When so many patients leave a hospice alive, it could signal problems such as inadequate care or companies seeking financial gains by enrolling people who should not have been considered hospice patients, The Washington Post reports.
The Washington Post: Rising Rates Of Hospice Discharge In U.S. Raise Questions About Quality Of Care
At hundreds of U.S. hospices, more than one in three patients are dropping the service before dying, new research shows, a sign of trouble in an industry supposed to care for patients until death. When that many patients are leaving a hospice alive, experts said, the agencies are likely to be either driving them away with inadequate care or enrolling patients who aren't really dying in order to pad their profits (Whoriskey and Keating, 8/6).
In news about Medicare's efforts to buttress quality measures at hospitals --
Kaiser Health News: Capsules: First Look At Medicare Quality Incentive Program Finds Little Benefit
One of Medicare's attempts to improve medical quality -- by rewarding or penalizing hospitals -- did not lead to improvements in the first nine months of the program, a study has found. The quality program, known as Hospital Value-Based Purchasing, is a pillar of the federal health law's campaign to use the government's financial muscle to improve patient care. Since late 2012, Medicare has been giving small increases or decreases in payments to nearly 3,000 hospitals based on how patients rated their experiences and how faithfully hospitals followed a dozen basic standards of care, such as taking blood cultures of pneumonia patients before administering antibiotics (Rau, 8/6).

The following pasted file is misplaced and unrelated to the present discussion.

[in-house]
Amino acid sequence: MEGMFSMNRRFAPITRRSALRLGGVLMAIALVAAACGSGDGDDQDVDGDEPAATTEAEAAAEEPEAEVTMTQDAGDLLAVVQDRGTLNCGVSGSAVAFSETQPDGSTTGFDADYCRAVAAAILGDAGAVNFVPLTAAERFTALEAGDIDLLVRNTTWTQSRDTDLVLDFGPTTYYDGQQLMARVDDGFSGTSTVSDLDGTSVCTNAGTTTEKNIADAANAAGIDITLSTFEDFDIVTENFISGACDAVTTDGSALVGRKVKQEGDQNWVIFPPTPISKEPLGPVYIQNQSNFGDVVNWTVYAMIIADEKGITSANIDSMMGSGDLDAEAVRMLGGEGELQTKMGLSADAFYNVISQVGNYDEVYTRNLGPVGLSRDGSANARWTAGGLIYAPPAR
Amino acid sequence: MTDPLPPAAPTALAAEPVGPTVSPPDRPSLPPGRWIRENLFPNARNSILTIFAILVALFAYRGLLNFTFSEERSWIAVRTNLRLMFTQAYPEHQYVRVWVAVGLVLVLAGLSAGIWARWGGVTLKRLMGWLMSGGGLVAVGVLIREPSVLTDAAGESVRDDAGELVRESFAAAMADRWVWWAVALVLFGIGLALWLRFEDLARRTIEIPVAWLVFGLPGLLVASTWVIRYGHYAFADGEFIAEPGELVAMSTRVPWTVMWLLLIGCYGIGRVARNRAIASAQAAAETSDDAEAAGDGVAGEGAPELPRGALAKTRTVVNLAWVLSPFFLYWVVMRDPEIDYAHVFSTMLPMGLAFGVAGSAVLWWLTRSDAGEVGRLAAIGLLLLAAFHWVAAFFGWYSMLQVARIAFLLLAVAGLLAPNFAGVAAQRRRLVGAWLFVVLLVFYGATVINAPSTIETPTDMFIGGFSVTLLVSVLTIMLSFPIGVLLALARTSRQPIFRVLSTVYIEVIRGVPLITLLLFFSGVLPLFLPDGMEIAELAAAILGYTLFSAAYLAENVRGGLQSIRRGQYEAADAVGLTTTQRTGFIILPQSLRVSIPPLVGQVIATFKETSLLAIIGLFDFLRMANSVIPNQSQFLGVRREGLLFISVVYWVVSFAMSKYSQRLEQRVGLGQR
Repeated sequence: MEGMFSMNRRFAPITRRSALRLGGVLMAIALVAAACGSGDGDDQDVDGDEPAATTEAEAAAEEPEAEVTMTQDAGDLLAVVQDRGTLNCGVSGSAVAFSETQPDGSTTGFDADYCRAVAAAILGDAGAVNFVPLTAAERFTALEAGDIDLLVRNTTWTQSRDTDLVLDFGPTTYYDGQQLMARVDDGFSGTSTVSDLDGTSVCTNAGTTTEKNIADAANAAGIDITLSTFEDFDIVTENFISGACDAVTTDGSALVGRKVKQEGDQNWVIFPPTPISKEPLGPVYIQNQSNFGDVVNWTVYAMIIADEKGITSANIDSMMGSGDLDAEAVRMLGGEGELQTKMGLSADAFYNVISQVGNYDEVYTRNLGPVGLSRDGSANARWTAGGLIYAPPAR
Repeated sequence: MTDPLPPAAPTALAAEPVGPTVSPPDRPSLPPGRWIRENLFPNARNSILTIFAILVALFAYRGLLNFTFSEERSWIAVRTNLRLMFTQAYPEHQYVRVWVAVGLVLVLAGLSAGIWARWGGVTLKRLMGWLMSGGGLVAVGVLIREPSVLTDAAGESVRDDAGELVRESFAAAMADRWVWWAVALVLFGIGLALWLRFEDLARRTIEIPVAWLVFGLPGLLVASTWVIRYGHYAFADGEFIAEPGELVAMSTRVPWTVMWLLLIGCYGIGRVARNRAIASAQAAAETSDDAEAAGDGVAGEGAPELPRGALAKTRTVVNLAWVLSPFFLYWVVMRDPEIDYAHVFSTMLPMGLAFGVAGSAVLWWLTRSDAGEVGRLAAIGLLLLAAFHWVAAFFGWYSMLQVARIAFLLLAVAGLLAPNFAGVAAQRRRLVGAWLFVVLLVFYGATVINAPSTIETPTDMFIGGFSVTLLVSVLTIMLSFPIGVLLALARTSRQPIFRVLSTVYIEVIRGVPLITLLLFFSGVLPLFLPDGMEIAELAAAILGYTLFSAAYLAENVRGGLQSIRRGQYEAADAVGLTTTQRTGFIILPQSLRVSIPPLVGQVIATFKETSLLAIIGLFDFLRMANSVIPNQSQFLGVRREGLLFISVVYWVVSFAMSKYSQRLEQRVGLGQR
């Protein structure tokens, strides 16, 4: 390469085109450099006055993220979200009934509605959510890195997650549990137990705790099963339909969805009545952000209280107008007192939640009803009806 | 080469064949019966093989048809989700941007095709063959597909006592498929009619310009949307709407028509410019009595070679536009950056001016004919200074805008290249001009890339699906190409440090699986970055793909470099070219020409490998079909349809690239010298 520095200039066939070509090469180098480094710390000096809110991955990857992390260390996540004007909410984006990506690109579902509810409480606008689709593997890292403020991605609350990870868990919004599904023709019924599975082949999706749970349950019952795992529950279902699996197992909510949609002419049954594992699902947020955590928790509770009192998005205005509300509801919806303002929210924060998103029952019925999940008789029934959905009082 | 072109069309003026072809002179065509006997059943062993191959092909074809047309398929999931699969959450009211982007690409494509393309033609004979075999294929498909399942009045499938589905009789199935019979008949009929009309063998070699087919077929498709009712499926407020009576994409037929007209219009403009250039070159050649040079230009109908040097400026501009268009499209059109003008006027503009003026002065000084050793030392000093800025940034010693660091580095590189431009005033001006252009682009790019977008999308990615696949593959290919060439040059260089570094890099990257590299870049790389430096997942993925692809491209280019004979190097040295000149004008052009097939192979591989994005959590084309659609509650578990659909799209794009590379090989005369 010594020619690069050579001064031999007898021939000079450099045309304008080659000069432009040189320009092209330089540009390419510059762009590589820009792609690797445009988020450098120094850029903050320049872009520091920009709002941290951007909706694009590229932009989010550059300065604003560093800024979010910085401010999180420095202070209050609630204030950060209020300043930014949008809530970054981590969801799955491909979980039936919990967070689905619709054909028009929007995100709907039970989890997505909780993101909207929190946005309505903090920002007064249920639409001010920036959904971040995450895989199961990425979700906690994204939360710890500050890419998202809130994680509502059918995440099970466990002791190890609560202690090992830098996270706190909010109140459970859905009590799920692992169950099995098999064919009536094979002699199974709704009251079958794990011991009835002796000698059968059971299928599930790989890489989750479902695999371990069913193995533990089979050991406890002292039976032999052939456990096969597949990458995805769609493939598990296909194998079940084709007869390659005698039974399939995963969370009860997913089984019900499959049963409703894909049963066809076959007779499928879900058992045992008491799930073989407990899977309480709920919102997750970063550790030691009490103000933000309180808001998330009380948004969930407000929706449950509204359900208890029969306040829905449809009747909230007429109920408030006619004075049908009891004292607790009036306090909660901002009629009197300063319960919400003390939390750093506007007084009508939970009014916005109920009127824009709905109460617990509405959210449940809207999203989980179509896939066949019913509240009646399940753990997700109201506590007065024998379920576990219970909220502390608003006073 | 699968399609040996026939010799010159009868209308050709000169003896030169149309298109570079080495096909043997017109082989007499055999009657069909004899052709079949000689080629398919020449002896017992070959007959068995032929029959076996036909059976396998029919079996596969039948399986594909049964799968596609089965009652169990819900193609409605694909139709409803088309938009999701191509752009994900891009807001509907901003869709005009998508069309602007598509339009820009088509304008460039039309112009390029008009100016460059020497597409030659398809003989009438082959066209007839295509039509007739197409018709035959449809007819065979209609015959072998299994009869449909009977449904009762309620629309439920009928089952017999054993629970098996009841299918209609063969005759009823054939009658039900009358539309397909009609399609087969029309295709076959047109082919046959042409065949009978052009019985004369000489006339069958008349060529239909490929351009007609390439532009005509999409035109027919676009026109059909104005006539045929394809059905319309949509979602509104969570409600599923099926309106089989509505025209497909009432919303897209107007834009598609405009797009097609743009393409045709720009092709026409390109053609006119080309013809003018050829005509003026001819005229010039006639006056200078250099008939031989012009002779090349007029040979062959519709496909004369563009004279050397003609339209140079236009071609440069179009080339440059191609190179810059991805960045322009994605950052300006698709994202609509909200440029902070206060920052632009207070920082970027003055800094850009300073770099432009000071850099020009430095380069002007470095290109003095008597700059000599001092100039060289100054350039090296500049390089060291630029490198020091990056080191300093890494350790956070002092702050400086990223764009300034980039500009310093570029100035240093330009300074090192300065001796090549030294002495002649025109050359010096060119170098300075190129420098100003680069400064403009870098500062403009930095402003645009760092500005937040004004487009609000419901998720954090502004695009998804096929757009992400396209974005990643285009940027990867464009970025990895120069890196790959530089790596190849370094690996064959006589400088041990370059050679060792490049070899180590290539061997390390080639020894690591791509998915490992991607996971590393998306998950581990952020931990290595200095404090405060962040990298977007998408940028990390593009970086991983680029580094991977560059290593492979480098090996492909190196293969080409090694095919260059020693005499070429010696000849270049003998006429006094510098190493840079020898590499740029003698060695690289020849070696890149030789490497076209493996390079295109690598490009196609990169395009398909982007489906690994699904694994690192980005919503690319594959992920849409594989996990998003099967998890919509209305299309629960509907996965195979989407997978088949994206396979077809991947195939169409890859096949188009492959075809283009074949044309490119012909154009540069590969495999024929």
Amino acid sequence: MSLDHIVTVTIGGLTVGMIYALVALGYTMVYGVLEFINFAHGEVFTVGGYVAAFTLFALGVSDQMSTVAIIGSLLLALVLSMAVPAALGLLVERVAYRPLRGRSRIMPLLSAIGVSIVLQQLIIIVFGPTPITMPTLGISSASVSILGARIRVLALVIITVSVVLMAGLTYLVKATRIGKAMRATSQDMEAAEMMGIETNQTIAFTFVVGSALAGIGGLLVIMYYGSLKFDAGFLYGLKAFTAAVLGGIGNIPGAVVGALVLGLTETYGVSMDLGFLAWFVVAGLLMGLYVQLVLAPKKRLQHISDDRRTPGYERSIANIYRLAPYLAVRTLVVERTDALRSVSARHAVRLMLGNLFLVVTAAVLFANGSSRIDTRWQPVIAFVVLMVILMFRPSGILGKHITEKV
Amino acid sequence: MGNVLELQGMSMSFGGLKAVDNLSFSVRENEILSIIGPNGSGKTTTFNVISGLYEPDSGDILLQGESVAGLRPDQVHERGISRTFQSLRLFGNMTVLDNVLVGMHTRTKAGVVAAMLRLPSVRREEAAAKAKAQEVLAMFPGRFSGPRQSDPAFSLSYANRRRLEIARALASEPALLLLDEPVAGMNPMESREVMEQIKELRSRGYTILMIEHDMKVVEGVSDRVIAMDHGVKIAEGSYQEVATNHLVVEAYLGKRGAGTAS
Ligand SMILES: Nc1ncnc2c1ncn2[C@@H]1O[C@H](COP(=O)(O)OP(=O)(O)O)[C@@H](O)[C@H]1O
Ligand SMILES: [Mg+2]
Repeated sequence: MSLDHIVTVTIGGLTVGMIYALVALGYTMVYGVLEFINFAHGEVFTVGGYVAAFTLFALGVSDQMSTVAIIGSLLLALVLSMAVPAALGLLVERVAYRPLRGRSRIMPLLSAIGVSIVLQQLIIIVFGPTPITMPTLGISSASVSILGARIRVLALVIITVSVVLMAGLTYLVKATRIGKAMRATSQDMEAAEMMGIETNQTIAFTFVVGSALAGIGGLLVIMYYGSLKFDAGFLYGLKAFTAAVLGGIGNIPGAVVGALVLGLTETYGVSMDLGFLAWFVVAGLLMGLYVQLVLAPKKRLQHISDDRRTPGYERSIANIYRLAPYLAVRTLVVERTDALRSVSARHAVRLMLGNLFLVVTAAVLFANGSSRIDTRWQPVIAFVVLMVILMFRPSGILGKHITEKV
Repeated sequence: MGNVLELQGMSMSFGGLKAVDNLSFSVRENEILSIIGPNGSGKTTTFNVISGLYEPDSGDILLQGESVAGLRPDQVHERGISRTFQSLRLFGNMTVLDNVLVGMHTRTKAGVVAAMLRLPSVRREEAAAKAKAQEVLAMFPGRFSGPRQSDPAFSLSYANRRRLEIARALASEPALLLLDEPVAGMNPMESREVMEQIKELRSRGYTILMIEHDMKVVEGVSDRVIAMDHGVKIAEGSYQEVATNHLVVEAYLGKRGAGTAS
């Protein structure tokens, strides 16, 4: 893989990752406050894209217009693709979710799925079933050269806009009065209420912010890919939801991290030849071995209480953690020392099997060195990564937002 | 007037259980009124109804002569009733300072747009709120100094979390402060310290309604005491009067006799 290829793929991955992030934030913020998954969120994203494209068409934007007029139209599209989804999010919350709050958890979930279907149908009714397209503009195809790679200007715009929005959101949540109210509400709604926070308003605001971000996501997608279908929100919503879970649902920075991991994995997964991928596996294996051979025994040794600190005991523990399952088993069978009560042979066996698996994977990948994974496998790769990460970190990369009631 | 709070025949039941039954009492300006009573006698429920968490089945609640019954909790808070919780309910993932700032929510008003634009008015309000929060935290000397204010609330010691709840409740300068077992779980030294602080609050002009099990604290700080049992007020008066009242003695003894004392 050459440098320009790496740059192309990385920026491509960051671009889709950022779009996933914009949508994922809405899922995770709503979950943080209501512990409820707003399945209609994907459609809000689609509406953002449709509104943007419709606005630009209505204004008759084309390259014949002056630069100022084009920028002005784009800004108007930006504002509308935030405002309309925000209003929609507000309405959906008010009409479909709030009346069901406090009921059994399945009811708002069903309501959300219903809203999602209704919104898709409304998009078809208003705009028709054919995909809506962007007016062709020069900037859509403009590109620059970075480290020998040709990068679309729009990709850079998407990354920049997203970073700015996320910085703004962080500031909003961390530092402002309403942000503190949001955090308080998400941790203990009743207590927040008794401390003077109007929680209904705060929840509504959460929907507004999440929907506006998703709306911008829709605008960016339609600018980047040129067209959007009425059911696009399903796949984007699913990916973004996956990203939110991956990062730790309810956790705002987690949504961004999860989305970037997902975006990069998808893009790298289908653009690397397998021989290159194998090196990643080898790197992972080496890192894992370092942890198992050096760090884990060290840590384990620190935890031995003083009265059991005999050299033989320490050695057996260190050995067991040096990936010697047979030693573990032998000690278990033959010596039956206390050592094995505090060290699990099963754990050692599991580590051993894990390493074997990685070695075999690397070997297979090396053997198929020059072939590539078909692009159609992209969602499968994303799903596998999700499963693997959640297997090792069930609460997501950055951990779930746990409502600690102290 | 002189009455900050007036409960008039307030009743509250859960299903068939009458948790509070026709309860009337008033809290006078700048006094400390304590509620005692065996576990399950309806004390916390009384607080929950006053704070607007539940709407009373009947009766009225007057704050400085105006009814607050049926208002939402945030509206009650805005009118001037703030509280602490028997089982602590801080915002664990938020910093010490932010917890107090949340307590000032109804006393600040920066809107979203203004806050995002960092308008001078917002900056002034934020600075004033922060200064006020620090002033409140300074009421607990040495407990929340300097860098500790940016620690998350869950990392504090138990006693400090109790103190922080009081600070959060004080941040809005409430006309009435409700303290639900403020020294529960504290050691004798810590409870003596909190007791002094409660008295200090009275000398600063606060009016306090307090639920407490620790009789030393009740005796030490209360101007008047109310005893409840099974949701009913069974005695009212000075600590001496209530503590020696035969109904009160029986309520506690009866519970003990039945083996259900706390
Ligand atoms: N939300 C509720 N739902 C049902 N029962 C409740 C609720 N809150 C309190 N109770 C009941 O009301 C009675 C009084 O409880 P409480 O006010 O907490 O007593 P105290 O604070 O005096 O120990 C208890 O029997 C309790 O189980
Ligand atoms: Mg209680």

This article was reprinted from kaiserhealthnews.org with permission from the Henry J. Kaiser Family Foundation. Kaiser Health News, an editorially independent news service, is a program of the Kaiser Family Foundation, a nonpartisan health care policy research organization unaffiliated with Kaiser Permanente.